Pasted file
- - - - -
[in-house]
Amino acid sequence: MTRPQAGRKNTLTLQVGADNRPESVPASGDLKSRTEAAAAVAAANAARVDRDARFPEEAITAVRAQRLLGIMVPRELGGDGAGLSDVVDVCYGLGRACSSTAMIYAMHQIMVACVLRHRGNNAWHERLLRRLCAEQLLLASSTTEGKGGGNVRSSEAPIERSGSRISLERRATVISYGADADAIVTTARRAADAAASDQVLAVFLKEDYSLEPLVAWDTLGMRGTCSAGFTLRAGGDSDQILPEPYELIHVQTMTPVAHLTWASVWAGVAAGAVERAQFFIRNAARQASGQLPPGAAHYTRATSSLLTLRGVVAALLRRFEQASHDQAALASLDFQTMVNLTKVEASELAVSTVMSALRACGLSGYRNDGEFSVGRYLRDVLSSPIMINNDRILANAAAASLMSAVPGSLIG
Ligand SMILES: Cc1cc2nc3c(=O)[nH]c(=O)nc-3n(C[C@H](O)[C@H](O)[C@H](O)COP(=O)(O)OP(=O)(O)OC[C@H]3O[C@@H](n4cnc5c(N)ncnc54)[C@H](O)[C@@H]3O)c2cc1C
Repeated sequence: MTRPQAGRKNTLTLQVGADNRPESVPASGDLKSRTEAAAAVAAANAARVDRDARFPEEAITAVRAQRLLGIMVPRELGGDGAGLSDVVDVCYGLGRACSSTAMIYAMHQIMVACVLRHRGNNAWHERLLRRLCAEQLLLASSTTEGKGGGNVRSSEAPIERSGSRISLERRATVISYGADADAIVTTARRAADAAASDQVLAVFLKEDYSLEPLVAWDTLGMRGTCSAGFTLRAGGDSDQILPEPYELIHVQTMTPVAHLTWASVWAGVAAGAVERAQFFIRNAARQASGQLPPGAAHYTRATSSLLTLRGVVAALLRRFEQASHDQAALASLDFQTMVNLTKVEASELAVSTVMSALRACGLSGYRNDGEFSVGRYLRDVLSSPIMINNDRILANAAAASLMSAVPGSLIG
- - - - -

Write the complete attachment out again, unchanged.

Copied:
[in-house]
Amino acid sequence: MTRPQAGRKNTLTLQVGADNRPESVPASGDLKSRTEAAAAVAAANAARVDRDARFPEEAITAVRAQRLLGIMVPRELGGDGAGLSDVVDVCYGLGRACSSTAMIYAMHQIMVACVLRHRGNNAWHERLLRRLCAEQLLLASSTTEGKGGGNVRSSEAPIERSGSRISLERRATVISYGADADAIVTTARRAADAAASDQVLAVFLKEDYSLEPLVAWDTLGMRGTCSAGFTLRAGGDSDQILPEPYELIHVQTMTPVAHLTWASVWAGVAAGAVERAQFFIRNAARQASGQLPPGAAHYTRATSSLLTLRGVVAALLRRFEQASHDQAALASLDFQTMVNLTKVEASELAVSTVMSALRACGLSGYRNDGEFSVGRYLRDVLSSPIMINNDRILANAAAASLMSAVPGSLIG
Ligand SMILES: Cc1cc2nc3c(=O)[nH]c(=O)nc-3n(C[C@H](O)[C@H](O)[C@H](O)COP(=O)(O)OP(=O)(O)OC[C@H]3O[C@@H](n4cnc5c(N)ncnc54)[C@H](O)[C@@H]3O)c2cc1C
Repeated sequence: MTRPQAGRKNTLTLQVGADNRPESVPASGDLKSRTEAAAAVAAANAARVDRDARFPEEAITAVRAQRLLGIMVPRELGGDGAGLSDVVDVCYGLGRACSSTAMIYAMHQIMVACVLRHRGNNAWHERLLRRLCAEQLLLASSTTEGKGGGNVRSSEAPIERSGSRISLERRATVISYGADADAIVTTARRAADAAASDQVLAVFLKEDYSLEPLVAWDTLGMRGTCSAGFTLRAGGDSDQILPEPYELIHVQTMTPVAHLTWASVWAGVAAGAVERAQFFIRNAARQASGQLPPGAAHYTRATSSLLTLRGVVAALLRRFEQASHDQAALASLDFQTMVNLTKVEASELAVSTVMSALRACGLSGYRNDGEFSVGRYLRDVLSSPIMINNDRILANAAAASLMSAVPGSLIG